Barnacles is a link-aggregation site for small, self-funded businesses that define success on their own terms. The goal is to continue and grow the generous, collaborative community that gathers at events like MicroConf and BaconBiz. The code and name are based on Lobsters, a tech news site.
Some other link aggregation sites are operated by corporate entities which may have significant financial incentive to censor or artificially promote the links and discussion that relate to those entities, their investments, or their competitors. Some of these sites have had moderators of popular sub-forums banned after it became known that they were being paid by 3rd party companies seeking special treatment of their submitted stories.
All moderator actions on this site are visible to everyone and the identities of those moderators are made public. While the individual actions of a moderator may cause debate, there should be no question about which moderator it was or whether they had an ulterior motive for those actions.
All user voting and story ranking on this site uses a universal algorithm and does not artificially penalize or prioritize users or domains. Per-tag hotness modifiers do affect all stories with those tags, but these modifiers are made public and usually used to shorten the life of meta-discussions. If certain domains have to be banned from being submitted due to spam, the list will be made publicly available.
If users are disruptive enough to warrant banning, they will be banned absolutely, given notice of their banning, and their disabled user profile will indicate which moderator banned them and why. There will be no hidden "shadow banning" or "hellbanning" of users.
The source code to this site is available under a 3-clause BSD license for viewing, auditing, forking, or contributing to. It is based on Lobsters codebase generously shared by joshua stein.
All stories are tagged by the submitter from a list of predefined tags. Users can choose to filter out all submissions with particular tags, but rather than use rigidly segmented sub-forums that users must each subscribe to, all users see all tagged stories by default.
This helps keep the site on-topic, keeps conversation from fragmenting, and prompts more collaboration. Users who strongly dislike a topic enough can filter it out.
Creating, changing, and retiring tags is done by the community by voting on and discussing meta-tagged requests about them. If you are suggesting a new tag, build your case by explaining why it's vital and including stories that should have been tagged.
Invitations are used as a mechanism for spam-control and to encourage users to be nice. New users must be invited by a current user, though there is no vetting process. The most efficient way to receive an invitation is to talk to someone you recognize from the site. Invitations are unlimited unless scaling problems temporarily prevent new accounts. In case of serious abuse that require banning, the user that invited them may also be banned, going up the chain of invitations as needed.
The full user tree is made public and each user's profile shows who invited them. This provides some degree of accountability and can act as a tool to help identify voting rings.
Downvotes are not for disagreeing or punishing. Users downvoting comments must choose a reason which is visible to the submitter and moderators.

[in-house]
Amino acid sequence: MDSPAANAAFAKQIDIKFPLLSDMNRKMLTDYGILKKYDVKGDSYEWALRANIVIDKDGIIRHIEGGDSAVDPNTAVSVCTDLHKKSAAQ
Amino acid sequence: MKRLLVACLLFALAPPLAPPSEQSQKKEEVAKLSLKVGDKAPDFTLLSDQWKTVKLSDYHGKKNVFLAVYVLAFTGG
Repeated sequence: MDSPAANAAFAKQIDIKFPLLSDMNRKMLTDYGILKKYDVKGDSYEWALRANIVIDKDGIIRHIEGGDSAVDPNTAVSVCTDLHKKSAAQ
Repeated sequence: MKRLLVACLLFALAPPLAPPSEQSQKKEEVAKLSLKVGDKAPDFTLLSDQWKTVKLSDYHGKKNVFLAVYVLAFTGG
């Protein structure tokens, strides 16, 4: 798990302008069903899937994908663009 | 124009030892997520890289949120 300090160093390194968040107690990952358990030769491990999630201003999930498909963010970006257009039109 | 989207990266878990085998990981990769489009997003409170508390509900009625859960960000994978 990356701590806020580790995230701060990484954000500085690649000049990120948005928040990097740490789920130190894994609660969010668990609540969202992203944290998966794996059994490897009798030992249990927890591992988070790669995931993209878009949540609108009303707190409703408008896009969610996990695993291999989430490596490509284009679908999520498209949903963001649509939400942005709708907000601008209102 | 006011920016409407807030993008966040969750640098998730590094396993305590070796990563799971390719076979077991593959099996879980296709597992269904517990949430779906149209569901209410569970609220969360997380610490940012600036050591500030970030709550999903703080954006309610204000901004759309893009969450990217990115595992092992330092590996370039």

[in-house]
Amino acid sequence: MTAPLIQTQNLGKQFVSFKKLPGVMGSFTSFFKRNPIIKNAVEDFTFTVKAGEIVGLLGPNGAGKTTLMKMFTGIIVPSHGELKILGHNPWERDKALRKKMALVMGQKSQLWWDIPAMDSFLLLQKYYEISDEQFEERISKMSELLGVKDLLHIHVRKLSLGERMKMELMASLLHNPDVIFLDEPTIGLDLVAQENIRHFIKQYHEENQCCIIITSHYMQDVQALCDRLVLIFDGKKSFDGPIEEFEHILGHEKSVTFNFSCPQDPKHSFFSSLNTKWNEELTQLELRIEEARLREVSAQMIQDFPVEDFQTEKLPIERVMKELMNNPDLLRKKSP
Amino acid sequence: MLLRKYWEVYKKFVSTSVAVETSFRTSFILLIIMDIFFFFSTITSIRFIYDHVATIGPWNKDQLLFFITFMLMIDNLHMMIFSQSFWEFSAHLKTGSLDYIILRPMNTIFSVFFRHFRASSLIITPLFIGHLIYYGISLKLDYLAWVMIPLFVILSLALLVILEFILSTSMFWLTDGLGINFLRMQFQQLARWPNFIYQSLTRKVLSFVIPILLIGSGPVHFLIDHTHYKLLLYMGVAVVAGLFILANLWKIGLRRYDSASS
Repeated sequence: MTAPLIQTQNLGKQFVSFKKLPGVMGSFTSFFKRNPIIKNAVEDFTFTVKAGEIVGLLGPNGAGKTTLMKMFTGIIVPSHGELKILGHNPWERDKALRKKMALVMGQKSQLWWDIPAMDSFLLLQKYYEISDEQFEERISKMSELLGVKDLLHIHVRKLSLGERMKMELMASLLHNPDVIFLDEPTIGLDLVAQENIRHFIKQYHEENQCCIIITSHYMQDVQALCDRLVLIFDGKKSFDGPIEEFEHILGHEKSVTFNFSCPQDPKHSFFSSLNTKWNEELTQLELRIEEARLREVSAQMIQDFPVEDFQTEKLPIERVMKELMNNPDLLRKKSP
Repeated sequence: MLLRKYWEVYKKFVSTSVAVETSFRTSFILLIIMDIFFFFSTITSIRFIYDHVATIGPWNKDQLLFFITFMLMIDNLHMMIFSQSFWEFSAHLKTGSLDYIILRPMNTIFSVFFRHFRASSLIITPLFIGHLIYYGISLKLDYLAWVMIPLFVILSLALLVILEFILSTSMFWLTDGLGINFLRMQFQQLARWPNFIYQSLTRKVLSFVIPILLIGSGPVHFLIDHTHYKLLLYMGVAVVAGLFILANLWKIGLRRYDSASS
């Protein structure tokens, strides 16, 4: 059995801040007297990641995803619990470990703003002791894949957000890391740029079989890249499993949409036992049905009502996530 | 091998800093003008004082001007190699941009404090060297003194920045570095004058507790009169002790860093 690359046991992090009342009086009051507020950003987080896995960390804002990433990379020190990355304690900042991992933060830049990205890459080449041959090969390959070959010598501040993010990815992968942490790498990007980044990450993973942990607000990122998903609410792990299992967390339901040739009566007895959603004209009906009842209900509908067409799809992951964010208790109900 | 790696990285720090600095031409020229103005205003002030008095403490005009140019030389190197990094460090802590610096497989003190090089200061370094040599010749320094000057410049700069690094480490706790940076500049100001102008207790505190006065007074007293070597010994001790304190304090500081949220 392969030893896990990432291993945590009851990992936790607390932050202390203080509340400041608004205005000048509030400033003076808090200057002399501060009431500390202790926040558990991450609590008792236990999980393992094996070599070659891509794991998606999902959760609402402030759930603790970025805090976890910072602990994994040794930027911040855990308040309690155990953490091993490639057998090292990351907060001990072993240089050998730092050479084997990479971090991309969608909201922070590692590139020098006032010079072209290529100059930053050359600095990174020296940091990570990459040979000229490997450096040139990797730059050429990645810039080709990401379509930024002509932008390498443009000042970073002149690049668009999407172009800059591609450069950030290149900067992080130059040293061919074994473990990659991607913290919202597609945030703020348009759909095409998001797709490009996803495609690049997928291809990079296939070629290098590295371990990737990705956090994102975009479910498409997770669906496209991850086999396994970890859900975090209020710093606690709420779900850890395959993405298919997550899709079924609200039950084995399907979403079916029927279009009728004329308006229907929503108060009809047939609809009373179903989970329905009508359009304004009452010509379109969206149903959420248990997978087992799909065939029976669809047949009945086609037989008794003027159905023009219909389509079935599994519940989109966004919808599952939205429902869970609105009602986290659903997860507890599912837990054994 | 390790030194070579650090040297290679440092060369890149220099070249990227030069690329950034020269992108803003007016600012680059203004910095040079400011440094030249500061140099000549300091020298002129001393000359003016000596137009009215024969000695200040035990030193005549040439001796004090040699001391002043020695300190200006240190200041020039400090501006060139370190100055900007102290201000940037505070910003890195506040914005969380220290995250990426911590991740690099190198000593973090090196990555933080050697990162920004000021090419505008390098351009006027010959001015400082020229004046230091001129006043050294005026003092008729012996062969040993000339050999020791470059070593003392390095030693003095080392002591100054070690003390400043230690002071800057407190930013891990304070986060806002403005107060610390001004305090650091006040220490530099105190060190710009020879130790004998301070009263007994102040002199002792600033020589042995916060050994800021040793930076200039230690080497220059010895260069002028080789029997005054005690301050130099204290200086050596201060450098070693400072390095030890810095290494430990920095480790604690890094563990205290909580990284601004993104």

For submitted stories, downvoting is done through flagging (also requiring a valid reason) and these flag summaries are shown to all users.
Mailing List Mode
Users can enable a mailing list mode of the site which e-mails all new stories (including their plain-text content as fetched and extracted by Diffbot) and user comments as threaded discussions. This makes it easy and efficient to read new stories as well as keep track of new comments on old threads or stories, just like technical mailing lists or Usenet of yore.
Each user has a private mailing list address at this domain which allows them to reply to stories or comments directly in their e-mail client. These e-mails are then converted and submitted to the website as comments, just as if the comment was posted through a web browser.
Private Messaging: Users here can send private messages to each other without having to publicly disclose an e-mail address, and can receive e-mail and Pushover notifications of new instant messages.
Integrated responsive design: enhances functionality on smaller screens such as phones and tablets without having to use a separate URL, 3rd party sites, or proprietary mobile applications.
Integrated search engine covering all submitted stories and comments, including full-text caches of all submitted story contents.
Story merging to combat the problem of multiple stories at different URLs being submitted in a short timeframe about the same news subject. Rather than have multiple stories on the front page with fragmented discussions, all similar stories can be merged into one. An example of a story having been merged into a previous one, combining all comments on one page.
Fuzzy-matching of submitted story URLs to avoid duplicate submissions of similar URLs that differ only in http vs. https, trailing slashes, useless analytics parameters, etc. When using the story submission bookmarklet, story URLs are automatically converted to use the page's canonical URL (if available) to present the best URL to represent the story.
Per-tag and site-wide RSS feeds are available to the public and logged-in users have private RSS feeds that filter out each user's filtered tags.
Hats: a more formal process of allowing users to post comments while "wearing X hat" to give their words more authority (such as an employee speaking for the company, or an open source developer speaking for the project).